§52: Speech of Hasdrubal Eriphus
§53: Speech of Scipio
§54: Speech of Scipio: peace conditions
9 §55: Hannibal advises peace
§56: Envoys to Rome
§57: Debate in the Senate: a call for moderation
§58: Debate in the Senate: a call for moderation
§59: Debate in the Senate: a call for moderation
§60: Debate in the Senate: a call for moderation
§61: Debate in the Senate: a call for moderation
§62: Debate in the Senate: a call for harshness
§63: Debate in the Senate: a call for harshness
§64: Debate in the Senate: a call for harshness
§65: Scipio's peace treaty ratified
§66: Scipio's triumph
10 The entr'acte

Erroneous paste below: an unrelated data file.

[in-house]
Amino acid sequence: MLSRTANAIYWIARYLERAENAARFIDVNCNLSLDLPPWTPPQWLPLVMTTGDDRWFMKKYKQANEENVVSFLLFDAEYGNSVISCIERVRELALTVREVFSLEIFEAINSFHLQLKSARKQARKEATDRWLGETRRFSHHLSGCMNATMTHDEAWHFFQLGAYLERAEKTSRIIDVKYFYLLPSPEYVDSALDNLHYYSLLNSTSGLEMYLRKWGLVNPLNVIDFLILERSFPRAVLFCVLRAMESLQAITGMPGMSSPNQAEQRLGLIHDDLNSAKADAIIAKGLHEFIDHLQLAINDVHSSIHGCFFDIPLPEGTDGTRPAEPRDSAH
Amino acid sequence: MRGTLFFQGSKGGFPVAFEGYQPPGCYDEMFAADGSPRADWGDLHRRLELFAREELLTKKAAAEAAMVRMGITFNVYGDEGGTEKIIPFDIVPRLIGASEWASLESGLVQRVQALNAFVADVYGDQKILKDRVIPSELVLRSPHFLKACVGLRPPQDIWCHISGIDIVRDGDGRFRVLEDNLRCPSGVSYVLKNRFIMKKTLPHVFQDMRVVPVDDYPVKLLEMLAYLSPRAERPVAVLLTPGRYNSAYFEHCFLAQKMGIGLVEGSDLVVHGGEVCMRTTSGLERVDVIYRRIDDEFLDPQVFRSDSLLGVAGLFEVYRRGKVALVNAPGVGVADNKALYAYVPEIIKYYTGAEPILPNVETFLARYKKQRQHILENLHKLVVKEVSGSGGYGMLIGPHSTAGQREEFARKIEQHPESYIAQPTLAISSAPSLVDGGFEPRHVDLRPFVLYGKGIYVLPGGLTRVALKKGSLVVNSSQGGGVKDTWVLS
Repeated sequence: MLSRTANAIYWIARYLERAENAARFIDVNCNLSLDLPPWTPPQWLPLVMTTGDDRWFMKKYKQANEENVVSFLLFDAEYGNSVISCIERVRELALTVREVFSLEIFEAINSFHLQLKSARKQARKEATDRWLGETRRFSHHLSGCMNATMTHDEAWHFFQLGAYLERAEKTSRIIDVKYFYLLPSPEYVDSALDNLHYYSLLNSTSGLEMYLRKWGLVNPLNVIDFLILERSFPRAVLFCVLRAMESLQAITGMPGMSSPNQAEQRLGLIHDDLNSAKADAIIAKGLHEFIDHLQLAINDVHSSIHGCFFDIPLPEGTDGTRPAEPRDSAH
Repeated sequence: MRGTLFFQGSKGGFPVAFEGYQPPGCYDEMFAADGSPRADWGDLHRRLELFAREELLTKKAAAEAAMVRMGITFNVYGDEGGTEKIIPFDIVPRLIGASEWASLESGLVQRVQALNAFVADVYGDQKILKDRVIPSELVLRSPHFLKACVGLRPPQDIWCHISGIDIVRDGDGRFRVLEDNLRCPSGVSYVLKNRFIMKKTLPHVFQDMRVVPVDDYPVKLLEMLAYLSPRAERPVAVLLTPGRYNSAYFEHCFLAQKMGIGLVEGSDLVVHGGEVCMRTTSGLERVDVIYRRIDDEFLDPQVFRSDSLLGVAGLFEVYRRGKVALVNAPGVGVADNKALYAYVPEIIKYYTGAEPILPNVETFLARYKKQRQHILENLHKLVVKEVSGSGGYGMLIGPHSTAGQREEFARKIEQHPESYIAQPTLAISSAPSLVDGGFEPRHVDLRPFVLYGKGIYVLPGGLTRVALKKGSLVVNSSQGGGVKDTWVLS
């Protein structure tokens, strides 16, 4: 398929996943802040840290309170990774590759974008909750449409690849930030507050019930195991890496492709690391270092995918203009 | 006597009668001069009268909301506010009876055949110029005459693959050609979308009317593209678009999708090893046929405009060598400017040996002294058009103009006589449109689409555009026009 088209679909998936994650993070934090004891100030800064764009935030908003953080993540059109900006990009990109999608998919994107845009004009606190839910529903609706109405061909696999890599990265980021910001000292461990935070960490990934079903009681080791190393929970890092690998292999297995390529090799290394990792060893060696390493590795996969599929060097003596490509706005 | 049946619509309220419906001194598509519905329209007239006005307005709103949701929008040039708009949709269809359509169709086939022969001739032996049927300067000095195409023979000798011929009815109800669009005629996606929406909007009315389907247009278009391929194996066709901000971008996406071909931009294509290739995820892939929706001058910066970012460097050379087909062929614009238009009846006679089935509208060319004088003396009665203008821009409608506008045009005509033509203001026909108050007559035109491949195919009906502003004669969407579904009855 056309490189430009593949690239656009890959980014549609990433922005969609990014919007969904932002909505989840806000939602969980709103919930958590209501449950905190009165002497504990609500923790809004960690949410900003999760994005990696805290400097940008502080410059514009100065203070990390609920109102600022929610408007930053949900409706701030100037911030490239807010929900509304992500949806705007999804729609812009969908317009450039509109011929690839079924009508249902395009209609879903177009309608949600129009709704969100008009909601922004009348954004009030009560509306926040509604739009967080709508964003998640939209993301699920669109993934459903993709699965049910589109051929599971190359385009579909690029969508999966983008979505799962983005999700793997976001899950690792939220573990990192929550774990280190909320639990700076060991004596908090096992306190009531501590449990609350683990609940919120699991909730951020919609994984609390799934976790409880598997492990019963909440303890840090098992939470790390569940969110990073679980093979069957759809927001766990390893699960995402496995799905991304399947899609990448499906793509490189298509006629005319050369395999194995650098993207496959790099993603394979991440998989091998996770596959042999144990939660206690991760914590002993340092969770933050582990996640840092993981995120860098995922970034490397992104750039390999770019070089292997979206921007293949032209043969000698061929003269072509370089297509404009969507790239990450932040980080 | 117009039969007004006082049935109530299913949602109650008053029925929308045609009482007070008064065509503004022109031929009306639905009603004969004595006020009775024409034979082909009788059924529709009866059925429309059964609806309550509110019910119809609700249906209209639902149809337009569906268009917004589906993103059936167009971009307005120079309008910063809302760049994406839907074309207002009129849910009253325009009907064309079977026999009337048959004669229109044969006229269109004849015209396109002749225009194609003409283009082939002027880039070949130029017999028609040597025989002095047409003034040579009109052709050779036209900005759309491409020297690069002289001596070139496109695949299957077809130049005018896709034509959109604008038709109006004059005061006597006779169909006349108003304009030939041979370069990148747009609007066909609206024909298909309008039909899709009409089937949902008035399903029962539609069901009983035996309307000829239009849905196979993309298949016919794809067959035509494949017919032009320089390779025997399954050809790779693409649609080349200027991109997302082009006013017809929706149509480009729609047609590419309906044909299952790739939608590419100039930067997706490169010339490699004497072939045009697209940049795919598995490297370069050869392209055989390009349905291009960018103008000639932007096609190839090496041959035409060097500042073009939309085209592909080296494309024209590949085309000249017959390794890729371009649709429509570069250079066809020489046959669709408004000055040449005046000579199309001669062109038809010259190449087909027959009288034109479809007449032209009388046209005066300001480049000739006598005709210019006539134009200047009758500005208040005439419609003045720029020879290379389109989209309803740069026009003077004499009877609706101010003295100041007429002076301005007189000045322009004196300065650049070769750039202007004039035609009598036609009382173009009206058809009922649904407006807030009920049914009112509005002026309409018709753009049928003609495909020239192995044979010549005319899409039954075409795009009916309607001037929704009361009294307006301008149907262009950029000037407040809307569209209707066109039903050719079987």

§67: Massinissa's depredations
§68: Carthage's conflict with Massinissa
§69: Cato visits Carthage
§70: War with Massinissa
§71: Scipio Aemilianus sees the battle
§72: The war continued
§73: Carthaginian army defeated
11 The Third Punic War
§74: Unclear answers by the Senate
§75: The Roman expeditionary force
§76: The declaration of war
§77: Hostages sent
§78: Speech of the Carthaginian envoys
§79: Speech of the Carthaginian envoys
12 §80: The Carthaginians hand over their weapons
§81: Censorinus asks the Carthaginians to abandon their city
§82: Hopeless position of the Carthaginians
§83: Speech of Banno
§84: Speech of Banno
§85: Speech of Banno
§86: Speech of Censorinus
§87: Speech of Censorinus
§88: Speech of Censorinus
§89: Speech of Censorinus
13 §90: Roman refusal to allow further negotiations
§91: Return of the ambassadors to Carthage
§92: Panic in Carthage
§93: Carthage resolves to fight